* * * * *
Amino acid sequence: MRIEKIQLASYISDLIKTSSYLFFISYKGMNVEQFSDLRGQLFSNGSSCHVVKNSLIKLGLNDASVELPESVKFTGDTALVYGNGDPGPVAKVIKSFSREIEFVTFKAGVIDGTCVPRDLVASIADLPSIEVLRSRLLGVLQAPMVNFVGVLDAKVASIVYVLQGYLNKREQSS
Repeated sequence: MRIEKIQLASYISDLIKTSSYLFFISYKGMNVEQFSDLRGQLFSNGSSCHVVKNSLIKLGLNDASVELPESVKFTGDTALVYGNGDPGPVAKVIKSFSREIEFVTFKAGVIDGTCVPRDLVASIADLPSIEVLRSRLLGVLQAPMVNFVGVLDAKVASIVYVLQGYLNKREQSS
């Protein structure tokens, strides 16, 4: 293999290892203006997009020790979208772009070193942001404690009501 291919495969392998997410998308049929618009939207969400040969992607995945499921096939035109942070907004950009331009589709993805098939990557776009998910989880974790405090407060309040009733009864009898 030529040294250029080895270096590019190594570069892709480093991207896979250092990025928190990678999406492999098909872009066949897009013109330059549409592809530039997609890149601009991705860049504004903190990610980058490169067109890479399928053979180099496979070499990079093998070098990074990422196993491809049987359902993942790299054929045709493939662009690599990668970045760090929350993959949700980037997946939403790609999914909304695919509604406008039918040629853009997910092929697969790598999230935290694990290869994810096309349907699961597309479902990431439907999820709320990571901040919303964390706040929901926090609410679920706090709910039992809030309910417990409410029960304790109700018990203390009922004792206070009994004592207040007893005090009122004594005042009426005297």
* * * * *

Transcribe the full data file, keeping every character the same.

Amino acid sequence: MRIEKIQLASYISDLIKTSSYLFFISYKGMNVEQFSDLRGQLFSNGSSCHVVKNSLIKLGLNDASVELPESVKFTGDTALVYGNGDPGPVAKVIKSFSREIEFVTFKAGVIDGTCVPRDLVASIADLPSIEVLRSRLLGVLQAPMVNFVGVLDAKVASIVYVLQGYLNKREQSS
Repeated sequence: MRIEKIQLASYISDLIKTSSYLFFISYKGMNVEQFSDLRGQLFSNGSSCHVVKNSLIKLGLNDASVELPESVKFTGDTALVYGNGDPGPVAKVIKSFSREIEFVTFKAGVIDGTCVPRDLVASIADLPSIEVLRSRLLGVLQAPMVNFVGVLDAKVASIVYVLQGYLNKREQSS
């Protein structure tokens, strides 16, 4: 293999290892203006997009020790979208772009070193942001404690009501 291919495969392998997410998308049929618009939207969400040969992607995945499921096939035109942070907004950009331009589709993805098939990557776009998910989880974790405090407060309040009733009864009898 030529040294250029080895270096590019190594570069892709480093991207896979250092990025928190990678999406492999098909872009066949897009013109330059549409592809530039997609890149601009991705860049504004903190990610980058490169067109890479399928053979180099496979070499990079093998070098990074990422196993491809049987359902993942790299054929045709493939662009690599990668970045760090929350993959949700980037997946939403790609999914909304695919509604406008039918040629853009997910092929697969790598999230935290694990290869994810096309349907699961597309479902990431439907999820709320990571901040919303964390706040929901926090609410679920706090709910039992809030309910417990409410029960304790109700018990203390009922004792206070009994004592207040007893005090009122004594005042009426005297």